I have a friend who sometimes writes long emails. At the end of the email, he summarizes his emails with a section he calls TLDR. It stands for Too Long Didn't Read. In that section, he gives the important information. If you read that section and ignore the rest, you'll have the essentials. John's purpose statement that we read a moment ago acts as the Bible's equivalent. John’s Gospel is a type of TLDR. If you read only John, you may not know everything the Bible has to offer, but you will have the essentials.
Of course, all scripture is valuable, but John is the “read this first” or the TLDR section of the Bible. It contains the essential obligation that must be fulfilled in order for one to be saved.
After coming face to face with John's purpose statement that we looked at a moment ago, virtually no one could legitimately disagree that John's Gospel contains the entirety of the saving message. Some wish to bypass the pages of the Gospel of John, but I have serious questions about the motives of anyone who does. It seems incredibly misguided, considering that John has carefully crafted a Gospel presentation that guarantees eternal life to anyone who reads and believes it. The motivation to skip over the message of John and dive into the Epistles, Synoptics, or even the Old Testament, seems to be an attempt to evade the simple truth John presents. As many scholars have noted, John's is the only book in the Bible that states its purpose clearly and succinctly: It was written to tell individuals how to find eternal life.4
Not only is the Gospel of John the Bible's only book with an expressly stated evangelistic purpose statement, but it is also the most accessible book of the Bible to understand, both in English and in the original language. Many scholars have described John as simplistically worded.5 Unlike the first three Gospel writers and the writers of the New Testament letters, John uses a small and straightforward vocabulary—just six hundred Greek words.6 When Greek students are studying the ancient language, they are often assigned passages from John first for these reasons. John's consistency echoes through the book from beginning to end. He uses essential terms in a technical, not an ambiguous way. He defines his terms internally so that the reader knows all they need to know by the end. He makes his purpose understandable and delivers on that purpose. The Gospel of John contains the entire Gospel message that one must believe in order to have eternal life. A person can read it, and it alone. If they believe what they read, they will be spiritually immortal, possessing eternal life, by the end of the book.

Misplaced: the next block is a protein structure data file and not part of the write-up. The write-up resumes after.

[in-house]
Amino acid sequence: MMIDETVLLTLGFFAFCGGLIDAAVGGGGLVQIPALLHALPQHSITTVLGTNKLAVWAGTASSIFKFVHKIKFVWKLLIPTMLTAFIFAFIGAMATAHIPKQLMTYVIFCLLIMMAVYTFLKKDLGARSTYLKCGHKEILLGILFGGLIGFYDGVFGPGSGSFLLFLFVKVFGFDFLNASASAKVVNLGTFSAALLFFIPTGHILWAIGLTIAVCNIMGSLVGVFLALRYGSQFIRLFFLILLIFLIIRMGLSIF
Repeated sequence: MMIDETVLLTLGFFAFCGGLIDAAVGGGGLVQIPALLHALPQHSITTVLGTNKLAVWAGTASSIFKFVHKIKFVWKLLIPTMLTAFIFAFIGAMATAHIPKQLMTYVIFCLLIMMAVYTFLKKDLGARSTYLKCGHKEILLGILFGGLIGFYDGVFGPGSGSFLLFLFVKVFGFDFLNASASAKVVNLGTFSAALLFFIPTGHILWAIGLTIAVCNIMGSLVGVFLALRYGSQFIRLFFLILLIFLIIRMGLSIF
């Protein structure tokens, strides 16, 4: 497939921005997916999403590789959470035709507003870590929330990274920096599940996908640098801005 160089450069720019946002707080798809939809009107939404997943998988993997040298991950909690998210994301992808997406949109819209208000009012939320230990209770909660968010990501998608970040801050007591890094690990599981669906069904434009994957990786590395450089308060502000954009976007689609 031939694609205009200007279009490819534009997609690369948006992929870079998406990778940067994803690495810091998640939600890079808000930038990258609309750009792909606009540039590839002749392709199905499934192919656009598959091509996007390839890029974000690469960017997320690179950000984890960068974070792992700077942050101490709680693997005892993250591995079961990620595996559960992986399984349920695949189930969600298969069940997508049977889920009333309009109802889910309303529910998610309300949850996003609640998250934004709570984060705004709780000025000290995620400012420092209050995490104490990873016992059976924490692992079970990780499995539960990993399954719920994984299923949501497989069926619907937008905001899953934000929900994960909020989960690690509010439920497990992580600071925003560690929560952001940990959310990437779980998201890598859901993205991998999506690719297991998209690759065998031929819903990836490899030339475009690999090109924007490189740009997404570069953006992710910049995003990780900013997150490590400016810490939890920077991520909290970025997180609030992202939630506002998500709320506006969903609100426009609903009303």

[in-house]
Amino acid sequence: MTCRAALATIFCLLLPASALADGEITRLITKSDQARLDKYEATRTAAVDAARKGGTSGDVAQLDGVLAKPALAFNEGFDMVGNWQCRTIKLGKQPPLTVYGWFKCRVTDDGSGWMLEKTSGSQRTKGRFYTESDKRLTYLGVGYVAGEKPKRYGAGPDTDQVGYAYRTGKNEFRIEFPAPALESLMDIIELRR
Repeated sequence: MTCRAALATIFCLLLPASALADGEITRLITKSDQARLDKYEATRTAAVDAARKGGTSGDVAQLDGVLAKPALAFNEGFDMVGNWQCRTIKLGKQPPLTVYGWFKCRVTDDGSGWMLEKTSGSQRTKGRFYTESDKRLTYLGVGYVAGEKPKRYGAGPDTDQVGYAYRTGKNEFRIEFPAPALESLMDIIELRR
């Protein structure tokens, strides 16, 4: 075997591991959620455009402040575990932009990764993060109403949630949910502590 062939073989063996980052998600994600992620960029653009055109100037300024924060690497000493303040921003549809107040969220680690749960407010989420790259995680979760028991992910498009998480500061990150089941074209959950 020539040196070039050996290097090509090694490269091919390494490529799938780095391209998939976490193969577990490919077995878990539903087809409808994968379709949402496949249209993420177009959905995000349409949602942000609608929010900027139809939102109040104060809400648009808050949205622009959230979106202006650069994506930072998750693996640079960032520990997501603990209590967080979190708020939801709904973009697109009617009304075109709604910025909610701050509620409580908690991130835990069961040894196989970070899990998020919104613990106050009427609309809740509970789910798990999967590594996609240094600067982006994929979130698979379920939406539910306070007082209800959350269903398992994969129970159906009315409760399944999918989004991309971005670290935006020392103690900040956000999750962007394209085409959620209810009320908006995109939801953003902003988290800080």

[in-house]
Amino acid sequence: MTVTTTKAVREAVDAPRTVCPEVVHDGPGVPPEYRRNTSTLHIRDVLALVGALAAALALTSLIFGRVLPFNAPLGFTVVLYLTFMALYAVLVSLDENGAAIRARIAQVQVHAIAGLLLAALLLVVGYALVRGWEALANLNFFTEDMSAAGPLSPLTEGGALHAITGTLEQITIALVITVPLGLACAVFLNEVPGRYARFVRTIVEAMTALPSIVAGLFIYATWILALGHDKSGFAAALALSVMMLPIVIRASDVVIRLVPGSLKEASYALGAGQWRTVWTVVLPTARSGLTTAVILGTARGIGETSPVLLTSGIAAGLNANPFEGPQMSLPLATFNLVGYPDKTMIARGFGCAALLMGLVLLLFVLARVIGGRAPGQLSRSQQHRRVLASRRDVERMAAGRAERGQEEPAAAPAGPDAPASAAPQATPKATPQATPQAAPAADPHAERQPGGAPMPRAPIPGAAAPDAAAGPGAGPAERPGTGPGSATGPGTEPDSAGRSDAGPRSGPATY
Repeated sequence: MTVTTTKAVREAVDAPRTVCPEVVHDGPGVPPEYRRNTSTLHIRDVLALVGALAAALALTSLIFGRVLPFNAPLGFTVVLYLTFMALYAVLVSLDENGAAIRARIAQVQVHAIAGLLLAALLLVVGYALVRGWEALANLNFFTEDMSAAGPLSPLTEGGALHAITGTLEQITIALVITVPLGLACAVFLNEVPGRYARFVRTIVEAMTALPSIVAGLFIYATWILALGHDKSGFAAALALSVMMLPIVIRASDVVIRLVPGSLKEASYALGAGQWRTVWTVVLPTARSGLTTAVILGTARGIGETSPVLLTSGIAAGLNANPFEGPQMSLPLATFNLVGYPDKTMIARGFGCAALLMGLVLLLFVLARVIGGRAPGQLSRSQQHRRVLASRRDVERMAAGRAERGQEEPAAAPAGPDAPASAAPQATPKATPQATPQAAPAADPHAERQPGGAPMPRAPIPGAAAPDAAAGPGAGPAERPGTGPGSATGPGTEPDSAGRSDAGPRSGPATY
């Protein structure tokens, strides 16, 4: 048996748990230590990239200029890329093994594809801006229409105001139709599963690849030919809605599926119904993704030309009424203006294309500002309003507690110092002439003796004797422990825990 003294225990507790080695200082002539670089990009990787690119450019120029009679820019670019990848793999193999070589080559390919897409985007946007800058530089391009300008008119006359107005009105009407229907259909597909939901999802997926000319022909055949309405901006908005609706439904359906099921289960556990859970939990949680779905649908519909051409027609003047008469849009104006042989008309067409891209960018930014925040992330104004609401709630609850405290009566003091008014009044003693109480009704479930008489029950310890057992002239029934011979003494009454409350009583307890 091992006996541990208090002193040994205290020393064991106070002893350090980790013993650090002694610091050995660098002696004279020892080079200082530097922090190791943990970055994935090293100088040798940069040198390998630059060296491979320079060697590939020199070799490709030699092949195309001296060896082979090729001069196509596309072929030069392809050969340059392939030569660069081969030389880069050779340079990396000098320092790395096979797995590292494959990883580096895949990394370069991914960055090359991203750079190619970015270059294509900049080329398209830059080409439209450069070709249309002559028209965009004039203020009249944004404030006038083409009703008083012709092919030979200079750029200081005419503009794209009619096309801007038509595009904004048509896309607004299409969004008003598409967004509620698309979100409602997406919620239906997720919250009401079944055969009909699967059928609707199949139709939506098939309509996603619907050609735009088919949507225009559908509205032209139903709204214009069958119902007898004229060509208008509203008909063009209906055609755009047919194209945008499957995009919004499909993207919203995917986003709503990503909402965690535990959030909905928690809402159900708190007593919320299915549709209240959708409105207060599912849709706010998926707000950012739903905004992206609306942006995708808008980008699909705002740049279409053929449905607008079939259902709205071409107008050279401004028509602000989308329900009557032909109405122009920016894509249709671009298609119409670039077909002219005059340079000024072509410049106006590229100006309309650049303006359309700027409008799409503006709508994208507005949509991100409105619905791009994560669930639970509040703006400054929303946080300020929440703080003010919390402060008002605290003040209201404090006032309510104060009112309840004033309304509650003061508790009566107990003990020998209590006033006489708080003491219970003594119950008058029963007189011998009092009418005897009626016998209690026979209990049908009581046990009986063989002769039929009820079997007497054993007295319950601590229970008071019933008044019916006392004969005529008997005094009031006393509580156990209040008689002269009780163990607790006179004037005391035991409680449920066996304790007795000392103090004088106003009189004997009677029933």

Thus, the place where one must look for the living water, that is the saving message, is in the Gospel of John. For the reader, the Gospel of John is the fountain of life.
1 Though, here, John uses the abbreviation “life” it’s clear from the body of the Gospel that he is referring the Jesus’ promise of “eternal life.”
2 Westminster Assembly, The Westminster Confession of Faith: Edinburgh Edition (Philadelphia: William S. Young, 1851), 19.
3 Earl D. Radmacher, Ronald Barclay Allen, and H. Wayne House, Nelson’s New Illustrated Bible Commentary (Nashville: T. Nelson Publishers, 1999), 1307.
5 Gerald L. Borchert, John 12–21, vol. 25B, The New American Commentary (Nashville: Broadman & Holman Publishers, 2002), 318.
6 Robert N. Wilkin, “The Gospel according to John,” in The Grace New Testament Commentary, ed. Robert N. Wilkin (Denton, TX: Grace Evangelical Society, 2010), 358.